Sustainable Freight Infrastructure to Meet Climate and Air Quality Goals
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Sustainable Freight Infrastructure to Meet Climate and Air Quality Goals

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      Final report; 2/24/2009-2/29/2012
    • Abstract:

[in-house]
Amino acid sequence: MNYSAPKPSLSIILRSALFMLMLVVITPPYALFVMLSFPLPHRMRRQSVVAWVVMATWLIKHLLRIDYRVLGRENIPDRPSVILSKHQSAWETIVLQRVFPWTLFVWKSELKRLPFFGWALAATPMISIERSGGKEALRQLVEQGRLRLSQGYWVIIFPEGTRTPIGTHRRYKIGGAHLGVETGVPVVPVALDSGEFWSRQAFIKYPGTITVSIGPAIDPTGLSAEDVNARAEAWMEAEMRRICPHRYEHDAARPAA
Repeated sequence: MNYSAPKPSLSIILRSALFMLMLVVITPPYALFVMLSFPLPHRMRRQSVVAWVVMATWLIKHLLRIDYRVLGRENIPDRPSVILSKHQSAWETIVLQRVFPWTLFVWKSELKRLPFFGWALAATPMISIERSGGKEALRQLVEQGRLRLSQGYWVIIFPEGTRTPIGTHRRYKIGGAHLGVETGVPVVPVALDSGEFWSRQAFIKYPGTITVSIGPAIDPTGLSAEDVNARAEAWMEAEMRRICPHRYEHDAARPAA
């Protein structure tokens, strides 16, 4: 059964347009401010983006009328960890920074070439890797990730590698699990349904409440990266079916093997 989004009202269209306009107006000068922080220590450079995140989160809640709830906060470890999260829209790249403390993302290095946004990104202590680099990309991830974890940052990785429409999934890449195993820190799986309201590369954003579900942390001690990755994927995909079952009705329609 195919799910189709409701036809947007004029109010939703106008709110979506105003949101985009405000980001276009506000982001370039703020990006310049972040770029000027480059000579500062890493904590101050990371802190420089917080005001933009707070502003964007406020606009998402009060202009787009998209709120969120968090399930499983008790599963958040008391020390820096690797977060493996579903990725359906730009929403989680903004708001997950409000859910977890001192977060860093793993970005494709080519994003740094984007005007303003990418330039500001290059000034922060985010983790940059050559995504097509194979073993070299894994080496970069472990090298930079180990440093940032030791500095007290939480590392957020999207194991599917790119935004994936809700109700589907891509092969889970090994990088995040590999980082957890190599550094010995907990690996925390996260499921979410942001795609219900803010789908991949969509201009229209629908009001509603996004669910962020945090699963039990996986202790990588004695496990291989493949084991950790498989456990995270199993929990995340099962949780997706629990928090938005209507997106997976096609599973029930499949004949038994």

Corrosion-induced deterioration of steel rebar is one of the main reasons for repair and rehabilitation programs for conventional steel-reinforced concrete bridge decks. According to the National Association of Corrosion Engineers (NACE), of all bridges in the United States, over 50 percent are constructed of conventional steel-reinforced or prestressed concrete, and one in three bridges is considered structurally deficient or functionally obsolete due to corrosion of steel reinforcement. NACE has estimated the annual cost of corrosion-related maintenance of highway bridges in the United States at $8.3 billion. To overcome corrosion-induced structural issues, researchers have introduced and applied fiber-reinforced polymer (FRP) bars, over the past couple of decades, as a corrosion-resistant candidate for either conventional reinforcing steel or prestressing strands. High strength-to-weight ratio, corrosion resistance, and accelerated construction due to ease of placement of the bars and implementation are the special characteristics that make these bars an appealing alternative for either steel-reinforcing bars or prestressing strands. This report presents the experimental and analytical investigations of structural performance of a full-scale American Association of State Highway and Transportation Officials (AASHTO) I-girder Type I, reinforced and prestressed with aramid-fiber-reinforced polymer (AFRP) bars, where the bridge girder is composite with a topping deck. The major objectives of this research included evaluating (1) the constructability, (2) the load and deformation capacities under either flexure or shear tests, and (3) the structural performance per AASHTO load and resistance factor design (LRFD) criteria. The results of this research confirm the adequate strength and deformation capacities of the composite girder, satisfying the AASHTO LRFD criteria. The flexural capacity of the composite girder was about 1582 kNm (1167 kft.), which is 20 percent greater than the maximum factored load, 1326 kNm (978 kft.), per AASHTO LRFD. Under the flexure test, the failure mode of the girder was recognized as the tendon rupture in the bottom flange, where the maximum compressive strain in the topping deck did not reach a failure value equal to −0.003. Such a failure mode was expected because it is not practical to fit too many FRP bars within the bottom flange of the girder to over-reinforce the section and change the failure mode from tendon rupture to concrete crushing in the top fiber of the section.
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